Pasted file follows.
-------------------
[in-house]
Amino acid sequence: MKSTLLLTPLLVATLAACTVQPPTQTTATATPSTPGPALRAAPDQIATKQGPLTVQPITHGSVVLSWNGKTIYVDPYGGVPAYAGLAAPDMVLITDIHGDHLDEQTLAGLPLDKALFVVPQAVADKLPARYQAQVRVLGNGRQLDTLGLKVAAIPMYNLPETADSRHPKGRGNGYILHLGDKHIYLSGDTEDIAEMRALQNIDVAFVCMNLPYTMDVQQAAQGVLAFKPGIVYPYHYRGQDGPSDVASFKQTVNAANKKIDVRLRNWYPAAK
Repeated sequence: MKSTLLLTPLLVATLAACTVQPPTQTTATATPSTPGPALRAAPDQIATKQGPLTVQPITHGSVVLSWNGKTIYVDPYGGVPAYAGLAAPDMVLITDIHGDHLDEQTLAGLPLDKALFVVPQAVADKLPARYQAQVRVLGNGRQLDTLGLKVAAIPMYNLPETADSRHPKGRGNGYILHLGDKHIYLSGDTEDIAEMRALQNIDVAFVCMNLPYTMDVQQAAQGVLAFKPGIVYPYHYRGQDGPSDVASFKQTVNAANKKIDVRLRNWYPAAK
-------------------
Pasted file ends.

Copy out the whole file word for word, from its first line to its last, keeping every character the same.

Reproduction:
[in-house]
Amino acid sequence: MKSTLLLTPLLVATLAACTVQPPTQTTATATPSTPGPALRAAPDQIATKQGPLTVQPITHGSVVLSWNGKTIYVDPYGGVPAYAGLAAPDMVLITDIHGDHLDEQTLAGLPLDKALFVVPQAVADKLPARYQAQVRVLGNGRQLDTLGLKVAAIPMYNLPETADSRHPKGRGNGYILHLGDKHIYLSGDTEDIAEMRALQNIDVAFVCMNLPYTMDVQQAAQGVLAFKPGIVYPYHYRGQDGPSDVASFKQTVNAANKKIDVRLRNWYPAAK
Repeated sequence: MKSTLLLTPLLVATLAACTVQPPTQTTATATPSTPGPALRAAPDQIATKQGPLTVQPITHGSVVLSWNGKTIYVDPYGGVPAYAGLAAPDMVLITDIHGDHLDEQTLAGLPLDKALFVVPQAVADKLPARYQAQVRVLGNGRQLDTLGLKVAAIPMYNLPETADSRHPKGRGNGYILHLGDKHIYLSGDTEDIAEMRALQNIDVAFVCMNLPYTMDVQQAAQGVLAFKPGIVYPYHYRGQDGPSDVASFKQTVNAANKKIDVRLRNWYPAAK